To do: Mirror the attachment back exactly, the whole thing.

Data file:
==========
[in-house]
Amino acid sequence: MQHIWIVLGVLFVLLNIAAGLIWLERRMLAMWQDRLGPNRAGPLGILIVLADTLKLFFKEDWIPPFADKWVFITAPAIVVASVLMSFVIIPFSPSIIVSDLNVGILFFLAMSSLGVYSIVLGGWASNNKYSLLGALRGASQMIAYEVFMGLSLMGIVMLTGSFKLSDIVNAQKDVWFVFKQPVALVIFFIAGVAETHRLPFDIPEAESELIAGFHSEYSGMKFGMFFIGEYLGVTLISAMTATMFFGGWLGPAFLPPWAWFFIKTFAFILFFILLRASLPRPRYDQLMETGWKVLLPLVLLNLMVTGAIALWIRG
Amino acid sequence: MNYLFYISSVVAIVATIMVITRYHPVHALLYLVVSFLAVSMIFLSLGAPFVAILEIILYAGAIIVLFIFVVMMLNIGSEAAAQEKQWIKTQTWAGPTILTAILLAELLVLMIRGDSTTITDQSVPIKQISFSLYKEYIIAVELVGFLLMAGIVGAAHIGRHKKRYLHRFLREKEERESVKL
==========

[in-house]
Amino acid sequence: MQHIWIVLGVLFVLLNIAAGLIWLERRMLAMWQDRLGPNRAGPLGILIVLADTLKLFFKEDWIPPFADKWVFITAPAIVVASVLMSFVIIPFSPSIIVSDLNVGILFFLAMSSLGVYSIVLGGWASNNKYSLLGALRGASQMIAYEVFMGLSLMGIVMLTGSFKLSDIVNAQKDVWFVFKQPVALVIFFIAGVAETHRLPFDIPEAESELIAGFHSEYSGMKFGMFFIGEYLGVTLISAMTATMFFGGWLGPAFLPPWAWFFIKTFAFILFFILLRASLPRPRYDQLMETGWKVLLPLVLLNLMVTGAIALWIRG
Amino acid sequence: MNYLFYISSVVAIVATIMVITRYHPVHALLYLVVSFLAVSMIFLSLGAPFVAILEIILYAGAIIVLFIFVVMMLNIGSEAAAQEKQWIKTQTWAGPTILTAILLAELLVLMIRGDSTTITDQSVPIKQISFSLYKEYIIAVELVGFLLMAGIVGAAHIGRHKKRYLHRFLREKEERESVKL